I didn’t babysit a lot when I was younger. I did puppy sit for our neighbor’s Lhasa Apso when her puppies were “due any minute.” This involved me feeding her regularly, then stopping in to watch her behavior in case she started to “nest” or act restless. Thankfully, her babies were born when the family got home. And there was an infant across the street, Kerstin, who I babysat a few times when I was in high school. Eventually, she grew up, went to Harvard and I believe is now a doctor somewhere, so her time with me wasn’t TOO damaging!
But traditional babysitting wasn’t me
But other than family members, nieces, nephews, and a cousin occasionally, babysitting just wasn’t something I did. Still, those brief events left me with memories of children and how their minds work. One nephew used to refer to me as Mama (probably just to push his mother’s buttons). He’s also the nephew who, when staying with me for a few weeks at just 2 or so years old, would put himself in the corner for a bit. When I asked him why, he’d let me know the bad thing he was going to do. He was penalizing himself in advance! Scary! He’s another quite intelligent child, who has grown up to be a man filled with promise. And there was also Kerstin. That smart little girl who revealed an incredibly creative mind. It provided entertainment for herself and for me when I spent time with her.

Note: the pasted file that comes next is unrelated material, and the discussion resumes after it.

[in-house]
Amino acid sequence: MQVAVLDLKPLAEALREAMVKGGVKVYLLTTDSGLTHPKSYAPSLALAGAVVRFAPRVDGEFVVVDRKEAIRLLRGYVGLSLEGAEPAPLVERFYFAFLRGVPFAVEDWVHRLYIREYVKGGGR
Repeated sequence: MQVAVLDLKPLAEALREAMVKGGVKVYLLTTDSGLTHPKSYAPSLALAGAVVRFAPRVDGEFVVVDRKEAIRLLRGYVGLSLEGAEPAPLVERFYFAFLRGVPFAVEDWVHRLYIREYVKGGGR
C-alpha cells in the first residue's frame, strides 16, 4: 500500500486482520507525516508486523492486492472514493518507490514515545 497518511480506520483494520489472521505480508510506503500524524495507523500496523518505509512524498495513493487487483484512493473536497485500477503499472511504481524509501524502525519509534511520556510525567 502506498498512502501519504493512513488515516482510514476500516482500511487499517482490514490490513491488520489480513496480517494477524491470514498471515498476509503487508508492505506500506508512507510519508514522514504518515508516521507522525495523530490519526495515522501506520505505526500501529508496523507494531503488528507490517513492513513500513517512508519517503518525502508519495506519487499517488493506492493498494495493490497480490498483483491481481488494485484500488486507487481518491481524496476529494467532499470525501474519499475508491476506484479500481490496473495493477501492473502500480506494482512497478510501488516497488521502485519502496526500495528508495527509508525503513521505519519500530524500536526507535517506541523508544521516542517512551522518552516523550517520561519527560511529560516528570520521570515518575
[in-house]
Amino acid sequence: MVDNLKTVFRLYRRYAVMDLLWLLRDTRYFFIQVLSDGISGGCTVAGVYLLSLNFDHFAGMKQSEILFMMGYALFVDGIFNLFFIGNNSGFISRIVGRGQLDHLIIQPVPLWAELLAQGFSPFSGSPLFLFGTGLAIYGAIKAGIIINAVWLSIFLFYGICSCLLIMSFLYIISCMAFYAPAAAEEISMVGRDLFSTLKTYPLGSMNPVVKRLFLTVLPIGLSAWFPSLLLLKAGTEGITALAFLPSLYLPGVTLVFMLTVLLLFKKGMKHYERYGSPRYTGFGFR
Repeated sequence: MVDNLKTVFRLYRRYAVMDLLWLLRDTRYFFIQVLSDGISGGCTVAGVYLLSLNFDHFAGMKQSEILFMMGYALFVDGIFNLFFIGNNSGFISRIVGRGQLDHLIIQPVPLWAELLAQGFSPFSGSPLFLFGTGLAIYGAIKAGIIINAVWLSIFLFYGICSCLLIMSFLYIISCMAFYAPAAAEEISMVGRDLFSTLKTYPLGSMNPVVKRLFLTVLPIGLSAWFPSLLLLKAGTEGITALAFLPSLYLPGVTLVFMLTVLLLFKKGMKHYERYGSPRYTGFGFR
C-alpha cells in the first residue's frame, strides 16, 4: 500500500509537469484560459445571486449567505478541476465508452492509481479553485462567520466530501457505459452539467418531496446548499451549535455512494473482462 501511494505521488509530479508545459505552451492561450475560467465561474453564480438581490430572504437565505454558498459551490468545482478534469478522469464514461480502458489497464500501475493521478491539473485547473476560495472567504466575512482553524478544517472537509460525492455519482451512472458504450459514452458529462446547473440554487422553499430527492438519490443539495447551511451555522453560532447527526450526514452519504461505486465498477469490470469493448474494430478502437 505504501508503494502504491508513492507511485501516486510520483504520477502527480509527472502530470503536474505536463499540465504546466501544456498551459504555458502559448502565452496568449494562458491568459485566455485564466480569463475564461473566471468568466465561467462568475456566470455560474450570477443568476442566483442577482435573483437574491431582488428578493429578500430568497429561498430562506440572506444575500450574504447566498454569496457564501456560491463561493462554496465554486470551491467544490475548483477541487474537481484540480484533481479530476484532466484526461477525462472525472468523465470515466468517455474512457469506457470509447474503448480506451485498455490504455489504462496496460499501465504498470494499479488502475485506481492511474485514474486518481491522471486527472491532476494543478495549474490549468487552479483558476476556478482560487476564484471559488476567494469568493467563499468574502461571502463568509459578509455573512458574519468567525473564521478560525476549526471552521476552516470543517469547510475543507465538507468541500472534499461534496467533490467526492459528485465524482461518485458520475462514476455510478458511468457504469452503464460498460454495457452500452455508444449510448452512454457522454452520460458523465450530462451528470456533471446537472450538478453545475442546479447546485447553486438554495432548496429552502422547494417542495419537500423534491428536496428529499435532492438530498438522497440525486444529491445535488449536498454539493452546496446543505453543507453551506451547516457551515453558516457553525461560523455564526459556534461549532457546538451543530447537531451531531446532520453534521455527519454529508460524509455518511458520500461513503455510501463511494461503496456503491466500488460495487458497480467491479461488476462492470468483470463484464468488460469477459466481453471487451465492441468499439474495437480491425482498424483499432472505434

Some kids Have cardboard boxes, Kerstin Had a skirt
Kerstin’s skirt didn’t look like anything special. But when I walked into the living room, prepared for her usual game of playing teacher; standing on the fireplace hearth and instructing a classroom of stuffed animals, partially dressed dolls, and me on the couch, I noticed a new item in her pile of toys. A cotton print skirt. It was a wrap skirt, quite popular in the 70s. Basically just a swath of bright cloth with ties at the top. I wore similar ones myself. Black stretchy longer ones or short sheer black ones for dance performances or rehearsals, or long suede ones with boots for school. Kerstin’s appeared to be one of her mother’s. And she was so excited to show me the amazing things this skirt could do.
Never stop a child’s imagination